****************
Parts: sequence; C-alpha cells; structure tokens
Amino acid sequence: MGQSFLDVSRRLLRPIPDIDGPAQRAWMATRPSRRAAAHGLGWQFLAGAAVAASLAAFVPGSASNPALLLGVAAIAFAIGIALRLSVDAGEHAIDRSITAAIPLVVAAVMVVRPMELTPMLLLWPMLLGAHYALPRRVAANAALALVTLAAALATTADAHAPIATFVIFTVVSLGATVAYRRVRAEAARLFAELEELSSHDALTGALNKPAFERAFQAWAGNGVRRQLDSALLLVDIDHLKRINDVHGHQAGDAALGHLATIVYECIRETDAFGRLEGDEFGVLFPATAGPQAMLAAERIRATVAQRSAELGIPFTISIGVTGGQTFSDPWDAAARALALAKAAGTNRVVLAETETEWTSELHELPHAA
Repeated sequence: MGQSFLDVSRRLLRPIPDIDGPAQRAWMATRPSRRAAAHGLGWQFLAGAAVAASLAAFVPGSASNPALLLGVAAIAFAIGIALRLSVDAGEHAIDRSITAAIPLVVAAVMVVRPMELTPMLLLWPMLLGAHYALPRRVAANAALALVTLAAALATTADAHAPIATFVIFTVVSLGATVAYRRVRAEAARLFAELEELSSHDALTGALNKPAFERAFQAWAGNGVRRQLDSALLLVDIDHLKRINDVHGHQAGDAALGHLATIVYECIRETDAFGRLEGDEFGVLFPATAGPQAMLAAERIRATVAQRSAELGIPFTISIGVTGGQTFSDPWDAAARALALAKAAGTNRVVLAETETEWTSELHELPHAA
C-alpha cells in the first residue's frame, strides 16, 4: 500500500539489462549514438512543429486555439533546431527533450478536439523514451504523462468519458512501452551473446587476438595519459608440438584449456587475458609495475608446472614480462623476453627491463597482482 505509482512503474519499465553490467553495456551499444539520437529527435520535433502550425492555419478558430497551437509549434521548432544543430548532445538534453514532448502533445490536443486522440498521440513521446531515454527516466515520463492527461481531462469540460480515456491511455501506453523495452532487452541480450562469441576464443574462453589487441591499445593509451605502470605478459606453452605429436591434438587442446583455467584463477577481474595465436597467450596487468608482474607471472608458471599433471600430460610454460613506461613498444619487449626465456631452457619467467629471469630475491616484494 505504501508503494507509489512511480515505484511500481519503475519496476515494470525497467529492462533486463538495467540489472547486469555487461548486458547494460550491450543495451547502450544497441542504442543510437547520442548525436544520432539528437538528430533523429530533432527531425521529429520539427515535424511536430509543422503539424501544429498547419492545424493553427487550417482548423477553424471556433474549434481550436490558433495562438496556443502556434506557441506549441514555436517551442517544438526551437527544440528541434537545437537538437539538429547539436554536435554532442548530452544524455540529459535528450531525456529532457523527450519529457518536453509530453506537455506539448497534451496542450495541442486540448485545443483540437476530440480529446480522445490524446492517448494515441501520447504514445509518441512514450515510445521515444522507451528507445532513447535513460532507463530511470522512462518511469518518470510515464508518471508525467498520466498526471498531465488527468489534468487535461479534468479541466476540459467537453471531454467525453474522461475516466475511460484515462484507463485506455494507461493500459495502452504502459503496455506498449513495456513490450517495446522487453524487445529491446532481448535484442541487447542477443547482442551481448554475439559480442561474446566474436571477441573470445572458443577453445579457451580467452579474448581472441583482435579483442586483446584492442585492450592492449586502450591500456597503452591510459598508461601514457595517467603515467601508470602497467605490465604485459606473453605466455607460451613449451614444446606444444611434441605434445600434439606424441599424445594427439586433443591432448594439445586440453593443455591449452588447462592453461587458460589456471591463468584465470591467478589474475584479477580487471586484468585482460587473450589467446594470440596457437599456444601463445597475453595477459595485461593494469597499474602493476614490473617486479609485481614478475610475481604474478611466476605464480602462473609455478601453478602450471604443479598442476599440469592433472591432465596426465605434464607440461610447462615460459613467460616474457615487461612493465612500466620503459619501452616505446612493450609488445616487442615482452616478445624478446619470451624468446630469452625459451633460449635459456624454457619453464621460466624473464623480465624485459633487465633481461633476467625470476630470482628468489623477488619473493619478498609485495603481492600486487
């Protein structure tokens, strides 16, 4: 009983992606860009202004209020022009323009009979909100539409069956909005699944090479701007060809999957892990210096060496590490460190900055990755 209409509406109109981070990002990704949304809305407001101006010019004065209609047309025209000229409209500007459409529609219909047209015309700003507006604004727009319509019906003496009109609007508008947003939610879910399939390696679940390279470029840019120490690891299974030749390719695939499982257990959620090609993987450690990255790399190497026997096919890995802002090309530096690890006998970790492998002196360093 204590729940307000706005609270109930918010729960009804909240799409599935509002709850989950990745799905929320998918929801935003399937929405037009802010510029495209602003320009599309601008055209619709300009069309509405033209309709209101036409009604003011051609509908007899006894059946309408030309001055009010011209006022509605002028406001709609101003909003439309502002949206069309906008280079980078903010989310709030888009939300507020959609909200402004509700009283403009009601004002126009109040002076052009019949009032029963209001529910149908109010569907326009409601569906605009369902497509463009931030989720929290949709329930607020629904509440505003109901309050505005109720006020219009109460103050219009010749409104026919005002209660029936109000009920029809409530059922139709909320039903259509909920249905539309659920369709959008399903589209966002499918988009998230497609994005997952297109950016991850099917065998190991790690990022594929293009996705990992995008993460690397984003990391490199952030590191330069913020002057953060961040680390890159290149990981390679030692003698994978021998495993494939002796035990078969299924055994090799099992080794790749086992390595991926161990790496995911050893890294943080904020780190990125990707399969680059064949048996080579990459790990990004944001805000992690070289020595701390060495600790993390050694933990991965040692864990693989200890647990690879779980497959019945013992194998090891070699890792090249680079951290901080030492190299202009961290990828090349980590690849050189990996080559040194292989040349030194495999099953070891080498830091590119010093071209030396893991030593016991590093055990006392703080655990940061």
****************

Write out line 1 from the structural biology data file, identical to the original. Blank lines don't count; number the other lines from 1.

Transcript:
Parts: sequence; C-alpha cells; structure tokens